Work beckoned in the afternoon, but all I had were questions about the solitary white mass left on the beach. I couldn’t tell if the thing were plant or animals. If it were dead or alive. I was unsure if it were a collective or single organisms or a strange clutch of eggs.

The home bell struck. I wandered into the workshop and picked a rubber glove from the box the mechanic keeps on his toolbox.

“I’m taking this,” I warned him. “And you won’t want it back.”

The mechanic was still shaking his head over the news that Trump looked to win presidency and didn’t deign to answer.

Well, forgiveness is easier attainted than permission, so I took my plastic bag and rubber gloves and trotted down to the beach. Right in the middle of Thirroul Beach are the big yellow buildings of the local surf lifesaving club. I ducked under the boathouse door and knocked on the tin roller. A couple of lifeguards on duty in the booth looked around.

“Come in, come in!” said the older of the pair, ushering me up the stairs to the booth. Beneath the panorama of rolling waves were clusters of tide charts and shift rosters. “What can we do for you?”
I shrugged. Regardless of the answer, I knew what I was going to do. “There’s a weird white thing washed up on the beach. I was wondering if you might know what it was?”

A brief description of the creature – like an overturned bowl of noodles – didn’t spark any fires, so I brought up a picture on my phone.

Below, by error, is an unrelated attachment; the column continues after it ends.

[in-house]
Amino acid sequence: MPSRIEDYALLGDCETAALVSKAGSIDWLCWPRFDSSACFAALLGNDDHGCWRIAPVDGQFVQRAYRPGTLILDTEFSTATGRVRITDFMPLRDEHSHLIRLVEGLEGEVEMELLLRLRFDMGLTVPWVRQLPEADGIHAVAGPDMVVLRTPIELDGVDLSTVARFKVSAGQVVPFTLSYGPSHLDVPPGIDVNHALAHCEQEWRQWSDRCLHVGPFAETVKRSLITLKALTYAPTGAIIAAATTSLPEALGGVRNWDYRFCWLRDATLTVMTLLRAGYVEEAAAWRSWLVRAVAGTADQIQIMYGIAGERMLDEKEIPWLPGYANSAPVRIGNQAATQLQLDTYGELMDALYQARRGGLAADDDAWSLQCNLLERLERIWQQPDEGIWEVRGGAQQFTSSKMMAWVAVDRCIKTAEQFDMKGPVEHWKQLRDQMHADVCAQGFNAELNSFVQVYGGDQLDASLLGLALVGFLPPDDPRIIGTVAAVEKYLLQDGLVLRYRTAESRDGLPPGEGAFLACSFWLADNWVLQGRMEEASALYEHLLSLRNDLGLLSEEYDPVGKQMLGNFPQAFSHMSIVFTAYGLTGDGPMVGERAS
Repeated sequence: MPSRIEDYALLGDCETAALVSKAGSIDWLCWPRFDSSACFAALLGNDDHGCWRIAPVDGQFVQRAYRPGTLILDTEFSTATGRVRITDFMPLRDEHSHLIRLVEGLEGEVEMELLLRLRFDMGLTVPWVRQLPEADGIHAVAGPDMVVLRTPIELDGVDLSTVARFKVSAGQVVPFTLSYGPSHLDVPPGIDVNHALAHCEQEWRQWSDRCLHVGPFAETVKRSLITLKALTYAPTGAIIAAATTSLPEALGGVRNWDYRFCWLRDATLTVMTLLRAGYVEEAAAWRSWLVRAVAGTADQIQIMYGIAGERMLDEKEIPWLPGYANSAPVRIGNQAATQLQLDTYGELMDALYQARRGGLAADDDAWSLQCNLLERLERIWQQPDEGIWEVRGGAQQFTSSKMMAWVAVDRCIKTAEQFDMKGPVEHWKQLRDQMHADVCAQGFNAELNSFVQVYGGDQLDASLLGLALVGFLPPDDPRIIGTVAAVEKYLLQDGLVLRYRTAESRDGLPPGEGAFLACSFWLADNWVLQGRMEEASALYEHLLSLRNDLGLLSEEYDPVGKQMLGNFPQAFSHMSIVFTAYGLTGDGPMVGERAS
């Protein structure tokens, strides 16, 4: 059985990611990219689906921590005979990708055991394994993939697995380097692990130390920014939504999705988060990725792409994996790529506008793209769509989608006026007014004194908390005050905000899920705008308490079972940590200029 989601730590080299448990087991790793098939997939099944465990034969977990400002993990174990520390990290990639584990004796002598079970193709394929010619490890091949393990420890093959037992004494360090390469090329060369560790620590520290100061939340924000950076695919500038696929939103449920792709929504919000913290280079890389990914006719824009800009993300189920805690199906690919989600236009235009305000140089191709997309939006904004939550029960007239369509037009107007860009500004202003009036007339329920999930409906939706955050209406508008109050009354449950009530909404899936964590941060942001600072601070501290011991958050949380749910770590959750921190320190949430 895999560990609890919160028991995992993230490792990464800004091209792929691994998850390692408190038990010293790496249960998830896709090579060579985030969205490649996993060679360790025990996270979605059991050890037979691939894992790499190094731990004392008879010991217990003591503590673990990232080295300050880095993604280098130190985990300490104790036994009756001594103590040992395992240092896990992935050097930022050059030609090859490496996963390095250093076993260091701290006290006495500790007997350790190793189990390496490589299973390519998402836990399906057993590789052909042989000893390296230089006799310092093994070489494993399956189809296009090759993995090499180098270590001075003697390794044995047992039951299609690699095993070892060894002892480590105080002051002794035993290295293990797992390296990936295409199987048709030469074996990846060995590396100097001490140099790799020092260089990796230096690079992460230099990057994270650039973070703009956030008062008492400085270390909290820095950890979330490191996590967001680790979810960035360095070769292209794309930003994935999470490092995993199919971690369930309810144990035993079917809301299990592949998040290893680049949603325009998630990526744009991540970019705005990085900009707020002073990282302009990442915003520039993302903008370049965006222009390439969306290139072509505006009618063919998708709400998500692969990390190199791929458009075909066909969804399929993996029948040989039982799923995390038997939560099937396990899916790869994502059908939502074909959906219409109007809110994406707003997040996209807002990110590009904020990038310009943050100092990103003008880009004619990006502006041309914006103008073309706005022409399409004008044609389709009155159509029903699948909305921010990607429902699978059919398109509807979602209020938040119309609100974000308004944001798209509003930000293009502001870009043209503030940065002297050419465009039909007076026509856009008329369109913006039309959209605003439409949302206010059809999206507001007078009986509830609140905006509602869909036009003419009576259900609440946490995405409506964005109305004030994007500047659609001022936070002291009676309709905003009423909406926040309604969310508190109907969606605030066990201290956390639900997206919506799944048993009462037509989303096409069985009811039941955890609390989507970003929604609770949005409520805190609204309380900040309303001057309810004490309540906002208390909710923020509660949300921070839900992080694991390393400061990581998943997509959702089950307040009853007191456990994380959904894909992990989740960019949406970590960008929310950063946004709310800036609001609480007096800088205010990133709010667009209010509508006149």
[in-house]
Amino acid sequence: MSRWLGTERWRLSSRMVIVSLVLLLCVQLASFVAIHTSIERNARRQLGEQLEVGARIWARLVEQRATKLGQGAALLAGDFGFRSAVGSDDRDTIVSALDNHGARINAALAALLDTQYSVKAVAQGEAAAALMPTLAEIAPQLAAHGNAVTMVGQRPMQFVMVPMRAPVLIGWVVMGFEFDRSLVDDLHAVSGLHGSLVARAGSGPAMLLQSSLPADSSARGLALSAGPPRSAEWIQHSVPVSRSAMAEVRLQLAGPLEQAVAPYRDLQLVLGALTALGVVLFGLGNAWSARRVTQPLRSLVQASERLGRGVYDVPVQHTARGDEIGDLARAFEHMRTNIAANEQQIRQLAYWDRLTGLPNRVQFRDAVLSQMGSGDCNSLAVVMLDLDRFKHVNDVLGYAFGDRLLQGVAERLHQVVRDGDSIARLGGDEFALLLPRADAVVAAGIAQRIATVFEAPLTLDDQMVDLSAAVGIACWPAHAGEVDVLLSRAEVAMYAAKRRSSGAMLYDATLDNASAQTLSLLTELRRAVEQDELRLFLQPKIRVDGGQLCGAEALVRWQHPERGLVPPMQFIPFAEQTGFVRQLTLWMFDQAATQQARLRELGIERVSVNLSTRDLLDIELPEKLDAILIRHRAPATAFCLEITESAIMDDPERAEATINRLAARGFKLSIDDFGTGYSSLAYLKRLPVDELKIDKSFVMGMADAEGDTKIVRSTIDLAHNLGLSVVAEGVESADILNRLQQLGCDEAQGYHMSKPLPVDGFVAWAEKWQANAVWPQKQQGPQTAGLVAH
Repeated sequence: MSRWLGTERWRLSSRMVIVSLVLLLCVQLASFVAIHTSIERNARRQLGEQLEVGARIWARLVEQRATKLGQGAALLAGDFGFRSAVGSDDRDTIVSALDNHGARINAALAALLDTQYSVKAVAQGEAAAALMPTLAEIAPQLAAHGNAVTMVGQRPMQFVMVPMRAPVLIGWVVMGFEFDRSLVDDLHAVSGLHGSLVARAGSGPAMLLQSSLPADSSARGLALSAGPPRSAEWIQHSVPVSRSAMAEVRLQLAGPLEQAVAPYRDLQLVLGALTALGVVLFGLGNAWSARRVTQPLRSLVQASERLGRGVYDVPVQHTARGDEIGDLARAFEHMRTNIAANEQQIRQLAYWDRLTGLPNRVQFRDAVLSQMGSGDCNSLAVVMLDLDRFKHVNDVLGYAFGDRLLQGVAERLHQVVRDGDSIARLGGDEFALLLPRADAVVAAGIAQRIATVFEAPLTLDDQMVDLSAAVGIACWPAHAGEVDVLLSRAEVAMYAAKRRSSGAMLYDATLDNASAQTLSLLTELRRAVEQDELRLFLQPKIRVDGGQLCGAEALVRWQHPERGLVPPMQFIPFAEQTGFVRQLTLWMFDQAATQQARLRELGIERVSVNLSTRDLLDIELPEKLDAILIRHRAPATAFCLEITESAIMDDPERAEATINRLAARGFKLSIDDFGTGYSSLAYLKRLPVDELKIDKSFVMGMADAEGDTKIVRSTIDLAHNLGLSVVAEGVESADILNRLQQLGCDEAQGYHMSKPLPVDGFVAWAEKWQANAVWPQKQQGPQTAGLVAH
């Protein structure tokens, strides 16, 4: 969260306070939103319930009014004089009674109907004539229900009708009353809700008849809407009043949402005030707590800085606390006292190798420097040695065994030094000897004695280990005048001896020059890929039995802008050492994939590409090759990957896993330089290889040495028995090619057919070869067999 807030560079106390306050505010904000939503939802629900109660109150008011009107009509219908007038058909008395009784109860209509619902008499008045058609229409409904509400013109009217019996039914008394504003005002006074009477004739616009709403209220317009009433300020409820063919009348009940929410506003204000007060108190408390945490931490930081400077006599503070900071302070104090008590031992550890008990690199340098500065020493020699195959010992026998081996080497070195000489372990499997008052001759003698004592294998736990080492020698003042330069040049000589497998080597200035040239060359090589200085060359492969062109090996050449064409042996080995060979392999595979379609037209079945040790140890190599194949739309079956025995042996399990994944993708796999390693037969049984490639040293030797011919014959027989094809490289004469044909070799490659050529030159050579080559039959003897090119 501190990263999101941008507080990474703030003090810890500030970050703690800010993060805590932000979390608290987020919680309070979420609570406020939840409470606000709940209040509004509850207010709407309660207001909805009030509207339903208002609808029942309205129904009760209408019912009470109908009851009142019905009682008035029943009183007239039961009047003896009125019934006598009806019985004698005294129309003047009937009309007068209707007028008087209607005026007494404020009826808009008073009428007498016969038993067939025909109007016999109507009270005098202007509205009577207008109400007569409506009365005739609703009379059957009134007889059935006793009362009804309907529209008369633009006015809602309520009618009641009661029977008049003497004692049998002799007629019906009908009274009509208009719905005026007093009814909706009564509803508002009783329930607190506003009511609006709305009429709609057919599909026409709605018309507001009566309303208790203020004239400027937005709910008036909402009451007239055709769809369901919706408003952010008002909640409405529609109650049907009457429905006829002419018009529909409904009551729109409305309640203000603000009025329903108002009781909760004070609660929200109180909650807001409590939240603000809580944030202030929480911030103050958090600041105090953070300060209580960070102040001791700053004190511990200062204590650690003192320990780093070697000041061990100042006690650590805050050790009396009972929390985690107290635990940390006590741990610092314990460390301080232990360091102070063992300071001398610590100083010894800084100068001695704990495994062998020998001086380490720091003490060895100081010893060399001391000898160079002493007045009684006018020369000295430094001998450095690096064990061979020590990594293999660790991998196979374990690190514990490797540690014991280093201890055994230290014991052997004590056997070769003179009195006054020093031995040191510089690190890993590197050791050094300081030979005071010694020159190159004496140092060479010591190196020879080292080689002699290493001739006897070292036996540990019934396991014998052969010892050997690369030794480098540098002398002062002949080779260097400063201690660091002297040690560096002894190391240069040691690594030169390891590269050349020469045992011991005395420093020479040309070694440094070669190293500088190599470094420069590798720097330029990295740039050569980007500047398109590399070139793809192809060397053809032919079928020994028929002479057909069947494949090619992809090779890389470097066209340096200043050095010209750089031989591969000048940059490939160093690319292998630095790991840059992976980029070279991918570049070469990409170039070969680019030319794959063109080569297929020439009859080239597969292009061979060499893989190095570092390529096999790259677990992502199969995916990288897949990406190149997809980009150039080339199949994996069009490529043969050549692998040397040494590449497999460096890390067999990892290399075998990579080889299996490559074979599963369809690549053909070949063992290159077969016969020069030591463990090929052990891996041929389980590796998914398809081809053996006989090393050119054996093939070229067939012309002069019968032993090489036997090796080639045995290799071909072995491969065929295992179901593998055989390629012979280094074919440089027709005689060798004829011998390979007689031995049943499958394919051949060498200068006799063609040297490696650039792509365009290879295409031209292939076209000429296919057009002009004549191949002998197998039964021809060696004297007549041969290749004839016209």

“Ew,” said the younger lifeguard. “What is that?

“Never seen anything like it here before,” said the older. “What is it?”

“No idea,” I said. “But if you don’t mind, I might collect it and take it to the University for IDing. That’s if you don’t mind.”

Both lifeguards made noises of encouragement.

“Go do it!” said the older one as I ducked back under the roller door. “Make sure you come back and tell us what it is.”

Thusly bidden, I trekked up the beach, barely able to keep from running in the fear that the white Globster had already been taken, by man, tide or seagull, but equally gone.

But there it was, caught in the seaweed pushed up during the afternoon’s high tide, but not washed away. I donned gloves and bagged the mass. I scanned the beach. Not another mass was to be seen.

Though it was the more dehydrated of the two large masses, the thing was heavy. Heavy enough that I wandered into town and into the supermarket, where I sat the inconspicuous bag on the vegetable scales. 450 grams – a full pound.

Heavier still was the news that Trump had won the presidency. There was gloom in the workshop as I went to fetch the car. “This will cheer you up,” I said, to the pair of mechanics languishing by the radio. I opened the bag. “Guess what this is.”

The head mechanic peered into the bag. The scent of clean seawater drifted back. “Um. Is that a squid?”

“It’s an anemone, obviously,” said the hired help, an erstwhile technician resembling a seagull. “Clear as day. Anemone.”

“Anemones have mouths,” I told him. “This thing doesn’t. They also have tapered tendrils; these are blunt. It’s not an anemone.”

“Then it’s worms,” he said, but like the rest of the seagulls, he kept his distance.

Back home in the lab* I filled a bucket with water and spread out the dissection kit. Armed with tweezers and a scalpel, I began the long work of extracting debris from the tendrils. Soon I could see that a grey rubbery net bound the mass together, forming a cylindrical body distinct from the fronds of tendrils. Floating the mass in the bucket, these fronds became apparent; tiers of tendrils arranged around the narrow body. Furthermore, the body extended into a dark grey, thick rubber knob. Roots extended from one end of the knob; a hank of seagrass from the other.